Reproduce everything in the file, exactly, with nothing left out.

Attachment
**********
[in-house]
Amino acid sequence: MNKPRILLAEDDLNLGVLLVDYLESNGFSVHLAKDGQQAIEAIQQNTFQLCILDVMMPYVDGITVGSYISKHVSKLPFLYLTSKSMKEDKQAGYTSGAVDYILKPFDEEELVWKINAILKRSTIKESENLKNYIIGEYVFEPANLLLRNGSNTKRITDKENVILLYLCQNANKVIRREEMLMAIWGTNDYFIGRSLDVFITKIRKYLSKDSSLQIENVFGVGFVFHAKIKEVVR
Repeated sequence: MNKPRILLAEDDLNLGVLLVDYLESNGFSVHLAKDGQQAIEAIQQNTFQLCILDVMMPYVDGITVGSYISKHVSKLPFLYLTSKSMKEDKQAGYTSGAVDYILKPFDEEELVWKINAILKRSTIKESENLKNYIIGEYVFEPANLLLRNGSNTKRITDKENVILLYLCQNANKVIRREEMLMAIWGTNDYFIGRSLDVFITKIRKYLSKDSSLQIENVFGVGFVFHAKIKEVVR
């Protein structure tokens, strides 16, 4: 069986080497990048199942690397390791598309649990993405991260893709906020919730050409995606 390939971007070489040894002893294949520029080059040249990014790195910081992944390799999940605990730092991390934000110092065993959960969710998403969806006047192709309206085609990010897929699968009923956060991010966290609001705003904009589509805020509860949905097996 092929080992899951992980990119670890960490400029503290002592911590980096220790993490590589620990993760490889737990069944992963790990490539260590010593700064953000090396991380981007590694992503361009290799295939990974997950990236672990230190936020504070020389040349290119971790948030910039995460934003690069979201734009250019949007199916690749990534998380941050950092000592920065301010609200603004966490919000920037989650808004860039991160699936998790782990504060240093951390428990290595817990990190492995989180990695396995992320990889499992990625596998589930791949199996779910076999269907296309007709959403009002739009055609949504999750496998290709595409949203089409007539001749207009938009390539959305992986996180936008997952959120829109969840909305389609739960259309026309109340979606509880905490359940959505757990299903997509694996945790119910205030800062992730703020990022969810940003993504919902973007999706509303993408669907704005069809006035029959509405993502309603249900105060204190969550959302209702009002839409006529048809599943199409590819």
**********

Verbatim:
[in-house]
Amino acid sequence: MNKPRILLAEDDLNLGVLLVDYLESNGFSVHLAKDGQQAIEAIQQNTFQLCILDVMMPYVDGITVGSYISKHVSKLPFLYLTSKSMKEDKQAGYTSGAVDYILKPFDEEELVWKINAILKRSTIKESENLKNYIIGEYVFEPANLLLRNGSNTKRITDKENVILLYLCQNANKVIRREEMLMAIWGTNDYFIGRSLDVFITKIRKYLSKDSSLQIENVFGVGFVFHAKIKEVVR
Repeated sequence: MNKPRILLAEDDLNLGVLLVDYLESNGFSVHLAKDGQQAIEAIQQNTFQLCILDVMMPYVDGITVGSYISKHVSKLPFLYLTSKSMKEDKQAGYTSGAVDYILKPFDEEELVWKINAILKRSTIKESENLKNYIIGEYVFEPANLLLRNGSNTKRITDKENVILLYLCQNANKVIRREEMLMAIWGTNDYFIGRSLDVFITKIRKYLSKDSSLQIENVFGVGFVFHAKIKEVVR
């Protein structure tokens, strides 16, 4: 069986080497990048199942690397390791598309649990993405991260893709906020919730050409995606 390939971007070489040894002893294949520029080059040249990014790195910081992944390799999940605990730092991390934000110092065993959960969710998403969806006047192709309206085609990010897929699968009923956060991010966290609001705003904009589509805020509860949905097996 092929080992899951992980990119670890960490400029503290002592911590980096220790993490590589620990993760490889737990069944992963790990490539260590010593700064953000090396991380981007590694992503361009290799295939990974997950990236672990230190936020504070020389040349290119971790948030910039995460934003690069979201734009250019949007199916690749990534998380941050950092000592920065301010609200603004966490919000920037989650808004860039991160699936998790782990504060240093951390428990290595817990990190492995989180990695396995992320990889499992990625596998589930791949199996779910076999269907296309007709959403009002739009055609949504999750496998290709595409949203089409007539001749207009938009390539959305992986996180936008997952959120829109969840909305389609739960259309026309109340979606509880905490359940959505757990299903997509694996945790119910205030800062992730703020990022969810940003993504919902973007999706509303993408669907704005069809006035029959509405993502309603249900105060204190969550959302209702009002839409006529048809599943199409590819």